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Asmahan Abdalla Department of Pediatric Endocrinologist, Gaafar Ibn Auf Children’s Tertiary Hospital, Khartoum, Sudan

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Mohammed Abdulrahman Alhassan Department of Pediatrics, Prince Sattam Bin Abdulaziz University, Alkharj, Kingdom of Saudi Arabia

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Reem Tawfeeg Department of Pediatric Respirologist, Elswaidi Charity Hospital, Khartoum, Sudan

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Ayman Sanad Department of Pediatrics, University of Shendi, Shendi, Sudan

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Hasan Tawamie Clinical Lab Operations at Centogene Laboratory, Rostock, Mecklenburg-Vorpommern, Germany

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Mohamed Abdullah Departmentof Pediatric Endocrinology, Faculty of Medicine, University of Khartoum, Khartoum, Sudan

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Summary

Systemic pseudohypoaldosteronism type 1 (PHA1) is a rare genetic syndrome of tissue unresponsiveness to aldosterone caused by mutations affecting the epithelial Na channel (ENaC). The classical presentation is life-threatening neonatal/infantile salt-losing crises that mimic congenital adrenal hyperplasia (CAH). Consistently, extra-renal manifestations, including respiratory symptoms that resemble cystic fibrosis, are well reported. Clinical diagnosis is made by the presence of hyponatremia, hyperkalemia, metabolic acidosis, respiratory symptoms, evidence of high renal and extra-renal salt loss in addition to high plasma renin and aldosterone levels. We herein report a novel manifestation of PHA1: episodic dyslipidemia in a 7-month-old Sudanese boy that occurred during the salt-losing crises. Whole exome sequencing of the patient revealed one homozygous missense variant c.1636G>A p.(Asp546Asn) in the SCNN1B gene, confirming our clinical and laboratory findings that were compatible with PHA1. This report aims to highlight the possible explanation of dyslipidemia in PHA1 and its expected consequences in the long term.

Learning points

  • A child presenting with features that mimic salt-losing congenital adrenal hyperplasia (CAH) crises that do not respond to glucocorticoid and mineralocorticoid therapy should alert the pediatricians to the possibility of end-organ resistance to aldosterone.

  • Pseudohypoaldosteronism type 1 (PHA1) can be diagnosed even in the absence of advanced laboratory investigations.

  • To our knowledge, this is the first case of systemic PHA1 to have a documented episodic dyslipidemia (primarily as marked hypertriglyceridemia).

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Katsuo Tao Department of Pediatrics, Fukui Aiiku Hospital, Fukui, Japan

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Midori Awazu Department of Pediatrics, Keio University School of Medicine, shinjyuku, Tokyo, Japan

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Misa Honda Department of Pediatrics, Keio University School of Medicine, shinjyuku, Tokyo, Japan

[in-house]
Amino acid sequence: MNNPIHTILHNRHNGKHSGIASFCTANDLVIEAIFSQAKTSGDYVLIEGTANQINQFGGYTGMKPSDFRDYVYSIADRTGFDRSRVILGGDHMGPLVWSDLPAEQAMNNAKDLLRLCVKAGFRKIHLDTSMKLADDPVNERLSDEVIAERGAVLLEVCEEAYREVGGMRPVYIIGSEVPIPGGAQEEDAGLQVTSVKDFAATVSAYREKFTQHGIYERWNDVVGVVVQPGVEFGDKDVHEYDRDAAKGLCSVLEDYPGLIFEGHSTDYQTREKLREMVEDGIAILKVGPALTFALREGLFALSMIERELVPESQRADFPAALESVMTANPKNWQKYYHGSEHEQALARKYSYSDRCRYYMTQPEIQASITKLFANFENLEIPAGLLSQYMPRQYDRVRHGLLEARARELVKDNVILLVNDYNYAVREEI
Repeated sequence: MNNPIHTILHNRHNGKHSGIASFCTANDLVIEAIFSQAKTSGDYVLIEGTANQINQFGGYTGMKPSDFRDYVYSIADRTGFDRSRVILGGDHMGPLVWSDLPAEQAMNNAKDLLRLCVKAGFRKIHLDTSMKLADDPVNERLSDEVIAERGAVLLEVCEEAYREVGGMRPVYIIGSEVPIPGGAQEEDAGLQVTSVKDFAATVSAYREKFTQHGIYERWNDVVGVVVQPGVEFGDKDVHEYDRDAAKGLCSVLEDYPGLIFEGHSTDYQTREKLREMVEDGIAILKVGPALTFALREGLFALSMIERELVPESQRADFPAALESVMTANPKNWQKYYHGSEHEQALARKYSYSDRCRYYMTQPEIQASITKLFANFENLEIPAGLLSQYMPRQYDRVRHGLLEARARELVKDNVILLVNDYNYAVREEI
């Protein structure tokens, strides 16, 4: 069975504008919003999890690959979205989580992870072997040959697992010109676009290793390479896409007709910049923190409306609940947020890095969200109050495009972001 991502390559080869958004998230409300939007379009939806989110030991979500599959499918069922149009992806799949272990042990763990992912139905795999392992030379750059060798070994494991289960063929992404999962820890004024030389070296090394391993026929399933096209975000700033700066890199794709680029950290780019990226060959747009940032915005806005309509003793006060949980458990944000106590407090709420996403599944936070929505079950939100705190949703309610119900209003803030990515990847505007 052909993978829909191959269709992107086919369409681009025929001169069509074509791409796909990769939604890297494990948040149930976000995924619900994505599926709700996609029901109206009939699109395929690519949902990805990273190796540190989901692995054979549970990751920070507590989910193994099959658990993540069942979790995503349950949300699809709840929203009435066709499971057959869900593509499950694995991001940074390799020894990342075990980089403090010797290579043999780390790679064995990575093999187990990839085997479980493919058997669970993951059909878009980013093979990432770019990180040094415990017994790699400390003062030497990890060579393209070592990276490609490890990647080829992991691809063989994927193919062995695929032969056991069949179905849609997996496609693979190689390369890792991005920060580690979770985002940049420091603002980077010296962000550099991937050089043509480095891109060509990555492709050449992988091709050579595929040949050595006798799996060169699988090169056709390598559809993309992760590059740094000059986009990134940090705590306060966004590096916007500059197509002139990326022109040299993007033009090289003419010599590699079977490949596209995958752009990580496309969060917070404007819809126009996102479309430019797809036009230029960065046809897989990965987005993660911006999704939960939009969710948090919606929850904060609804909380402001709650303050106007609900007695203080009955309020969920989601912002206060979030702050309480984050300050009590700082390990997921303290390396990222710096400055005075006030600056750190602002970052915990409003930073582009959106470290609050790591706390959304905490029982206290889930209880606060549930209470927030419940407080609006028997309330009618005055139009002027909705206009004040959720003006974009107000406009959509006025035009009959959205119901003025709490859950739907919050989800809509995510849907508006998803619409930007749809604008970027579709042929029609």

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Hironori Shibata Department of Pediatrics, Keio University School of Medicine, shinjyuku, Tokyo, Japan

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Takayasu Mori Department of Nephrology, Tokyo Medical and Dental University, Fukui, Japan

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Shinichi Uchida Department of Nephrology, Tokyo Medical and Dental University, Fukui, Japan

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Tomonobu Hasegawa Department of Pediatrics, Keio University School of Medicine, shinjyuku, Tokyo, Japan

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Tomohiro Ishii Department of Pediatrics, Keio University School of Medicine, shinjyuku, Tokyo, Japan

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Summary

We report a male infant with congenital nephrogenic diabetes insipidus (NDI) who presented with hypercalcemia and hyperphosphatemia since birth. Serum sodium started to increase at 39 days. Although there was no polyuria, urine osmolality was 71 mOsm/kg, when serum osmolality was 296 mOsm/kg with plasma arginine vasopressin 22.5 pg/mL. He was thus diagnosed as NDI. An undetectable level of urine calcium and unsuppressed intact parathyroid hormone suggested hyperparathyroidism including calcium-sensing receptor mutations that could cause hypercalcemia-induced NDI. Polyuria became apparent after the initiation of i.v. infusion for the treatment of hypernatremia. Low calcium and low sodium formula with hypotonic fluid infusion did not correct hypernatremia, hypercalcemia, or hyperphosphatemia. Hydrochlorothiazide and subsequently added celecoxib effectively decreased urine output and corrected electrolytes abnormalities. Normal serum electrolytes were maintained after the discontinuation of low calcium formula. The genetic analysis revealed a large deletion of the arginine vasopressin receptor-2 (AVPR2) gene but no pathogenic variant in the calcium-sensing receptor (CASR) gene. Whether hypercalcemia and hyperphosphatemia were caused by dehydration alone or in combination with other mechanisms remains to be clarified.